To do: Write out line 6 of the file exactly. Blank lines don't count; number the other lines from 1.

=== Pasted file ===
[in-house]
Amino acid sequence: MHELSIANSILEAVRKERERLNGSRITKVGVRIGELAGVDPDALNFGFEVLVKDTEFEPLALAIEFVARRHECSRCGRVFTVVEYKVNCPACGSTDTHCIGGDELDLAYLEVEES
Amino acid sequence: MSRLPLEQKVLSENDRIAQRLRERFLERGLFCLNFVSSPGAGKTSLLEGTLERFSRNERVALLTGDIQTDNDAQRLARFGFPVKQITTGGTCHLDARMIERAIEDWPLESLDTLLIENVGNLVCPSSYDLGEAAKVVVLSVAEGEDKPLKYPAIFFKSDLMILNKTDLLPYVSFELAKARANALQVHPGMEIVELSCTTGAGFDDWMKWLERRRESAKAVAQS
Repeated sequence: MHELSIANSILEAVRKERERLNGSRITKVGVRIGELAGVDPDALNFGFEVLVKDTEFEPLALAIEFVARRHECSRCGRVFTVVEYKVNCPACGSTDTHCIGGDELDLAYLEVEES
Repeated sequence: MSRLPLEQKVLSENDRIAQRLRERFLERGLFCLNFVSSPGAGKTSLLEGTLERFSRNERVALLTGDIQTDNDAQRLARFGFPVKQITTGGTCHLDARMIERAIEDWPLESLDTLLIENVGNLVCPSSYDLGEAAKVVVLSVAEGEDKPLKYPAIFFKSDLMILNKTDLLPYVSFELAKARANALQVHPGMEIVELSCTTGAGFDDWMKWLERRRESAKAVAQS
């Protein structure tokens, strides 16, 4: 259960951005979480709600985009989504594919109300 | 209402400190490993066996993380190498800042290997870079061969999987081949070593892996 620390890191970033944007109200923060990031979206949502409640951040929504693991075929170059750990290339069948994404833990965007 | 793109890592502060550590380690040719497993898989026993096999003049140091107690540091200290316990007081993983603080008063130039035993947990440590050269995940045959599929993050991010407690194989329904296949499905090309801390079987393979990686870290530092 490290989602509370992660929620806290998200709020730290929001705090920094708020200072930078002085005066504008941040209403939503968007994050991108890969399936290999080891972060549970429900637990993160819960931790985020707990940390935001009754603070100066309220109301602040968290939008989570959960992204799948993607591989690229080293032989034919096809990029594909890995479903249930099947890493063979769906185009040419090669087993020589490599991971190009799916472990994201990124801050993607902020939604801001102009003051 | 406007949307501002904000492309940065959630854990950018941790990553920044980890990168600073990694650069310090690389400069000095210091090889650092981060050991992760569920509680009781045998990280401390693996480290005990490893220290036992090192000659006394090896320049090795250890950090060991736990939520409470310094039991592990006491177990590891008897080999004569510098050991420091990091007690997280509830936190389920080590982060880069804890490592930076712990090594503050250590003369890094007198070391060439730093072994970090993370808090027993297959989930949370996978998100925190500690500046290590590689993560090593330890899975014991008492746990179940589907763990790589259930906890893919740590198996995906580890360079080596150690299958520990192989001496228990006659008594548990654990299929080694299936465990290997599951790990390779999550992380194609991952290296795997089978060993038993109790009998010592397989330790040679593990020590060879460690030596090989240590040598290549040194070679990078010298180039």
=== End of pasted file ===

């Protein structure tokens, strides 16, 4: 259960951005979480709600985009989504594919109300 | 209402400190490993066996993380190498800042290997870079061969999987081949070593892996 620390890191970033944007109200923060990031979206949502409640951040929504693991075929170059750990290339069948994404833990965007 | 793109890592502060550590380690040719497993898989026993096999003049140091107690540091200290316990007081993983603080008063130039035993947990440590050269995940045959599929993050991010407690194989329904296949499905090309801390079987393979990686870290530092 490290989602509370992660929620806290998200709020730290929001705090920094708020200072930078002085005066504008941040209403939503968007994050991108890969399936290999080891972060549970429900637990993160819960931790985020707990940390935001009754603070100066309220109301602040968290939008989570959960992204799948993607591989690229080293032989034919096809990029594909890995479903249930099947890493063979769906185009040419090669087993020589490599991971190009799916472990994201990124801050993607902020939604801001102009003051 | 406007949307501002904000492309940065959630854990950018941790990553920044980890990168600073990694650069310090690389400069000095210091090889650092981060050991992760569920509680009781045998990280401390693996480290005990490893220290036992090192000659006394090896320049090795250890950090060991736990939520409470310094039991592990006491177990590891008897080999004569510098050991420091990091007690997280509830936190389920080590982060880069804890490592930076712990090594503050250590003369890094007198070391060439730093072994970090993370808090027993297959989930949370996978998100925190500690500046290590590689993560090593330890899975014991008492746990179940589907763990790589259930906890893919740590198996995906580890360079080596150690299958520990192989001496228990006659008594548990654990299929080694299936465990290997599951790990390779999550992380194609991952290296795997089978060993038993109790009998010592397989330790040679593990020590060879460690030596090989240590040598290549040194070679990078010298180039």